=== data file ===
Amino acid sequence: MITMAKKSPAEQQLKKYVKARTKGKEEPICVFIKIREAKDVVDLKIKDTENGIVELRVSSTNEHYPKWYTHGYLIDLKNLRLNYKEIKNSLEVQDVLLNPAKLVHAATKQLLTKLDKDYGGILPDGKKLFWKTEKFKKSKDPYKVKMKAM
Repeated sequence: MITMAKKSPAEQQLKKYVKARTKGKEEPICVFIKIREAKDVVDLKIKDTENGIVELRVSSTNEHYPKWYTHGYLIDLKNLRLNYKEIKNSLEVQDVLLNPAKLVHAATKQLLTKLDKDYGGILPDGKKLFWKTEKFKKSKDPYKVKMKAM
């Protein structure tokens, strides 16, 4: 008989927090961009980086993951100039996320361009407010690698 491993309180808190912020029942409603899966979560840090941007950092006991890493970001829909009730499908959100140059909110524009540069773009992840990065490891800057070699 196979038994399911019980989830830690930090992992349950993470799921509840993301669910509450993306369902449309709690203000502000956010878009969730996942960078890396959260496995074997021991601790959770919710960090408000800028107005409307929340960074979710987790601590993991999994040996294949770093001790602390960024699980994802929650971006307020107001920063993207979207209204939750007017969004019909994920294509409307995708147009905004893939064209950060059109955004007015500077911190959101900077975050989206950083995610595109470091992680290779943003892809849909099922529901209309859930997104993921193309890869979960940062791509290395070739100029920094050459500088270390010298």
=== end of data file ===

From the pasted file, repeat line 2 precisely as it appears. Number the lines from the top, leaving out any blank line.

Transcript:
Repeated sequence: MITMAKKSPAEQQLKKYVKARTKGKEEPICVFIKIREAKDVVDLKIKDTENGIVELRVSSTNEHYPKWYTHGYLIDLKNLRLNYKEIKNSLEVQDVLLNPAKLVHAATKQLLTKLDKDYGGILPDGKKLFWKTEKFKKSKDPYKVKMKAM